How We Work

Human-wildlife Conflict

When wildlife wander into human spaces, they can threaten crops, livestock, and people’s lives. In response to these threats, we deploy a holistic approach to human-wildlife conflict management based on local conditions. We work closely with communities, scientists, and wildlife authorities to provide resources and tools that monitor, predict, prevent, and mitigate unwanted encounters between wildlife and people. 


Technical Advisory & Training

Often, unsustainable ways of living aren’t just detrimental to wildlife and their habitats. They are inadequate for people too—bad for our health, our income, and our time.

We offer training on alternative livelihoods and advise on community planning, creating options that ease pressure on wildlife, contribute to the protection of biodiversity, and improve community wellbeing.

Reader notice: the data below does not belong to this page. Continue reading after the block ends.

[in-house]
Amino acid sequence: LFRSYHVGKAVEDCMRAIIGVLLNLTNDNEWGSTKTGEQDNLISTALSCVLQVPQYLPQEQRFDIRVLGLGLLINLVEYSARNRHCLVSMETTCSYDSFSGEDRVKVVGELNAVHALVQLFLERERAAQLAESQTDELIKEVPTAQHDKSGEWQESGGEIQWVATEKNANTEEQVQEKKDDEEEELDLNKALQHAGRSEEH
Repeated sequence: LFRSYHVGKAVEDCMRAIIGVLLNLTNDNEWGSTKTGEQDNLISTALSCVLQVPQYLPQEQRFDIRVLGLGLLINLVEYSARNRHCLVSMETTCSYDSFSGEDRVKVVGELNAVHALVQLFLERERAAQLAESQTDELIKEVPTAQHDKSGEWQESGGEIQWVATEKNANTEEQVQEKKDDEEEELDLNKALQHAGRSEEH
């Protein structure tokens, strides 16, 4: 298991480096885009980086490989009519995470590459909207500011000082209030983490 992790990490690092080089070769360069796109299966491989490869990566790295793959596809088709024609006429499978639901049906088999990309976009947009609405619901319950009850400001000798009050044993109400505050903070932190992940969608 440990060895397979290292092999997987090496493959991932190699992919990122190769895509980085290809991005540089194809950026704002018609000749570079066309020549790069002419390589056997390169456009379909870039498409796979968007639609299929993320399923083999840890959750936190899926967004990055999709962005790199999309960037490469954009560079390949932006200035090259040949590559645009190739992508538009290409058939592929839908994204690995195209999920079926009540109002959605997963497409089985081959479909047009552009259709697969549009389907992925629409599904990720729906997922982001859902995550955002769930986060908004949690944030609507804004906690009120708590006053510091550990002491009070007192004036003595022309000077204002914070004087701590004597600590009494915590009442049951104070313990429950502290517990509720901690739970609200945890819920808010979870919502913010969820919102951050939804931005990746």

There are many examples: new stove-making techniques save time gathering fuelwood and produce less smoke; sustainable agriculture produces more yield and restores soil; making cosmetic products from the forest diversifies incomes of local community members, and much more. These strategies are completely community-driven—all we do is share the know-how. The active participation and support of local people are key to ensuring effective conservation efforts. 

Photo of AWF Project Officer Stefany Noumeyi training community members in Campo Ma'an National Park


In many cases, poaching, unsustainable harvesting of natural products, and habitat loss from unsustainable forms of agriculture are the result of a lack of other economic options. We work with businesses and communities to diversify and facilitate sustainable income-generating activities. By engaging businesses in the context of our landscape work, we can help improve living conditions for families while reducing human impact on biodiversity.